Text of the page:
Start Saving Apricot Pits—To Make Ice Cream

August 16, 2015

Every other Sunday, we'll focus on one overlooked kitchen scrap and show you how to turn what would otherwise be trash into a dish to treasure.

Today: This ice cream is the pits. No, really—it's made with stone fruit pits.


Shop the Story

Stone fruit pits are one kitchen scrap that’s easy to toss in the compost bin without remorse. 

But inside of those pits are the stone fruits’ seeds (also called kernels). And they are, in fact, useful—very useful. (Does the French word noyaux ring a bell? It refers to those seeds.) They can be added to jams; substituted for some of the almonds in cookies and biscotti; and used as a flavoring agent in liqueur, simple syrup, vinegar, and desserts like crème anglaise—and today’s ice cream recipe from Amanda Hesser.

Amanda originally shared this recipe in the New York Times, and I heartily recommend following her suggestion of asking dinner party guests to guess the flavor. They’ll say almond, because the ice cream flavor is incredibly similar to almond—it will make you think of almond extract, but not in a bad way. It’s like an amazingly richly-flavored almond extract, with a well-rounded nutty flavor and a slightly bitter finish. It’s delicious. 

Apricot Pit Ice Cream

This isn’t an ice cream to make on a whim; you’ll need around 6 pints of apricots to get 50 pits. If you're buying fruit just for the pits, that would make this an expensive quart of ice cream. So plan to make this after you've finished a batch of apricot jam, or simply collect your pits and store them in the refrigerator or freezer until you get enough.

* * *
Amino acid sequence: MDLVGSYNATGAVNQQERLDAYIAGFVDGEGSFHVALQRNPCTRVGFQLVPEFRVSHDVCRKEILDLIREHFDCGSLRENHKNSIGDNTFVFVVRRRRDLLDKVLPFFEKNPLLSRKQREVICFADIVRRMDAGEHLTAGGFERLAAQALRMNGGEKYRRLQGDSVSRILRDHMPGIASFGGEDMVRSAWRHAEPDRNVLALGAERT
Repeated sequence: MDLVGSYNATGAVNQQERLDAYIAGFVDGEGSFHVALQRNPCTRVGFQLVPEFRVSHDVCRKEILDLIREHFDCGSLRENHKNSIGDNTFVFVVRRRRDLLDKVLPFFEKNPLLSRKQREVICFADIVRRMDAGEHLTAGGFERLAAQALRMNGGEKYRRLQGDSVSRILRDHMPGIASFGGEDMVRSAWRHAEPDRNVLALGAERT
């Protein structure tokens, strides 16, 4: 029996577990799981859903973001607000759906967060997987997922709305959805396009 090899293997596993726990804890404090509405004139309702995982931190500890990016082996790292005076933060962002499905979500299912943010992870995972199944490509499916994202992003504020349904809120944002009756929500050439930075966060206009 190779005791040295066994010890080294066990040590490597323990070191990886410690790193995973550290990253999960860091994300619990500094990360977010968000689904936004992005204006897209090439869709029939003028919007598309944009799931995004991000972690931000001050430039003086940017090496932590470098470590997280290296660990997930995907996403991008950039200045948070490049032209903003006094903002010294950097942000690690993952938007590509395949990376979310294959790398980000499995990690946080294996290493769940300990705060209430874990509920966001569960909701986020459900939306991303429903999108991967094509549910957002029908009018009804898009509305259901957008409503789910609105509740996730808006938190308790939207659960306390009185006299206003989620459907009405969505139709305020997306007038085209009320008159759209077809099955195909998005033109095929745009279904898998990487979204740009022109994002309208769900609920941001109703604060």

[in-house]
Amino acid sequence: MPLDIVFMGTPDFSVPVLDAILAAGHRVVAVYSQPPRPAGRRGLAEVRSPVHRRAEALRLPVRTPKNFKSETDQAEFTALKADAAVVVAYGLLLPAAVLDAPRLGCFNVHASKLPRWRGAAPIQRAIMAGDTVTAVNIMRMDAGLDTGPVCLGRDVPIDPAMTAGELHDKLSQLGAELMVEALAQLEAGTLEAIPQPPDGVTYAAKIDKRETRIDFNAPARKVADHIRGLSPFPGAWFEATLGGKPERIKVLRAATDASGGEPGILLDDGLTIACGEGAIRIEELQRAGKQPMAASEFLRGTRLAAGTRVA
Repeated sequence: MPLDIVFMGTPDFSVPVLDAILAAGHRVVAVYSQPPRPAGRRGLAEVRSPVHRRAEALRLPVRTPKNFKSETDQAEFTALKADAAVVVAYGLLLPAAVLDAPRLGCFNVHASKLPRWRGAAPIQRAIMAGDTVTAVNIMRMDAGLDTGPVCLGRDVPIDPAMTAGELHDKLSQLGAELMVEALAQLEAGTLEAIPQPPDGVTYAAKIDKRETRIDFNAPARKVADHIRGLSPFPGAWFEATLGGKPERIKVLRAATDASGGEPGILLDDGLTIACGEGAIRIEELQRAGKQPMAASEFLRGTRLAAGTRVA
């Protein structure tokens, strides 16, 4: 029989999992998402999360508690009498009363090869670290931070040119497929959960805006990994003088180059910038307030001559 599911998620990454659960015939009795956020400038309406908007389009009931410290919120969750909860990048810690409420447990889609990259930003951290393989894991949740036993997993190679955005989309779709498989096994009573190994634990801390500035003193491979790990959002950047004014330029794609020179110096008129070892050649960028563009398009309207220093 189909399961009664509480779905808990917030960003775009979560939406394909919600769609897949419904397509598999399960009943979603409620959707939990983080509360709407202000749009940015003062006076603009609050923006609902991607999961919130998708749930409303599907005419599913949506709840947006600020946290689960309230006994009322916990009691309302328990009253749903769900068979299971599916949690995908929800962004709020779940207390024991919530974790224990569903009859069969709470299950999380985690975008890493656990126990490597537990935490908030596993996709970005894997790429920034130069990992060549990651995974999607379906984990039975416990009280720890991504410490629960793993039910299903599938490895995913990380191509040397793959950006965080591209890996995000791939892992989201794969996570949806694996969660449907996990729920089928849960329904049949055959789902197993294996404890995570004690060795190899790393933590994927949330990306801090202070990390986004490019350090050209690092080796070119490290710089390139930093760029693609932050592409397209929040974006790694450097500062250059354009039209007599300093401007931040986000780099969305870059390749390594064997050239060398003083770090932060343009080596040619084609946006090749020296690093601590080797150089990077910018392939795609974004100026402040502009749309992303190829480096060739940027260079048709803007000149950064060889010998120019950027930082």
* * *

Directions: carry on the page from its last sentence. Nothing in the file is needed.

Amanda also notes that you don’t have to stick with apricot pits: The kernels of nectarines, peaches, and plums all work well, too.

You can use a nutcracker to get the kernels out if you are a patient, methodical person; everyone else should wrap the pits in a tea towel, set them on a sturdy cutting board, and whack them with a hammer. It’s extraordinarily satisfying to hear the pop when the pits crack open—though my cutting board did gain a little extra character in the form of subtle divots.

You’ve likely heard that stone fruit pits contain cyanide, and they do. A small handful of raw kernels could result in a stomachache—or worse. But this recipe has two steps that make it much less risky: One, you cook the kernels—simmering them in milk, twice—which reduces or eliminates the harmful substances. Two, you don’t actually eat the kernels: You use them as an aromatic to flavor the milk and cream, and then you strain them out.

If you're still worried about it, take a pass on this ice cream—but send me your pits.

Apricot Ice Cream by Amanda Hesser 

Makes one quart

45 to 50 apricot pits (4 1/2 ounces)
2 cups milk
1 1/2 cups heavy cream
1/4 cup plus 3 tablespoons sugar
7 egg yolks

See the full recipe (and save and print it) here.

Know of a great recipe in the Food52 archives that uses scraps (anything from commonly discarded produce parts to stale bread to bones and more)? Tell me about it in the comments! Thanks to Executive Editor Kristen Miglore for this one!

First photo by James Ransom, second and third photo by Alpha Smoot

See what other Food52 readers are saying.